Description: Husbands and wives of 67 couples described themselves on the Myers-Briggs Type Indicator, described their spouses on an altered form of this test, and completed the Locke-Wallace Short Marital Adjustment Test. Results for each man were matched to a woman's results based on socio-cultrual similarity to create a comparison group of nonmarried couples. A chi-square test indicated that related spouses of the married group did not have more similar personalities than unrelated partners in the comparison group. An F-test suggested that actually, interspousal personality similarity affects marital adjustment for both sexes, but it is not affected by perceived similarity. Accuracy of perception on the introversion-extraversion scale had a positive effect on the marital adjustment of wives, but not of husbands.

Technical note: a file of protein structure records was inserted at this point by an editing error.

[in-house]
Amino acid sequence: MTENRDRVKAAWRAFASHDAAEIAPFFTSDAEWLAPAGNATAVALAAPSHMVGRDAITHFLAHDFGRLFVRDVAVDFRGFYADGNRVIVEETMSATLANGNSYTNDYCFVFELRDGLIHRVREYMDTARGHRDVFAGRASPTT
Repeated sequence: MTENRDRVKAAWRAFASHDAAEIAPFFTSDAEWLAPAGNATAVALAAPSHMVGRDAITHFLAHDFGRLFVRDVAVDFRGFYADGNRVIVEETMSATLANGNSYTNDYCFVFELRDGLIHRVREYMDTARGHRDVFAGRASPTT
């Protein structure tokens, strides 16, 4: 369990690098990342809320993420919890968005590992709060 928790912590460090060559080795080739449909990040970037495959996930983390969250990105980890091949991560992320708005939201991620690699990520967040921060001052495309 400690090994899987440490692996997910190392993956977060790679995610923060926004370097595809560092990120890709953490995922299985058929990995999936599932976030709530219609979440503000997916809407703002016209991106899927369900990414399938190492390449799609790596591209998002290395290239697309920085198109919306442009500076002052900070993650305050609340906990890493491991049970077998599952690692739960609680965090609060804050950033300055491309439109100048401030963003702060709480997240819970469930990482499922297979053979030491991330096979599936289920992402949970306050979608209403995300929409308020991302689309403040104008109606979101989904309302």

Date: August 1978
Creator: Bissett, David Woody

Stressors, Resources, and Psychological Symptomatology for Family Caregivers of Alzheimer's Patients

Description: The purpose of this study was to examine the relationship between life stressors, resources, and psychological symptomatology of 20 family caregivers of Alzheimer's patients. Stressors were categorized as stressors specific to the caregiving role and general life stressors. Resources were also categorized as resources specific to the caregiving role and general life resources. Multiple regression determined which stressors, resources, and demographic variables predicted psychological symptomatology. Specific stressors that were significant predictors included: caregiving events, caregiving event chronicity, and mean burden scores. Significant general stressors included: size of caregivers' household, non-caregiving events and non-caregiving event chronicity. Significant resources included: other caregivers, the duties other caregivers provided, and caregiver's educational level. No Other Demographic Variables were found to be significant predictors.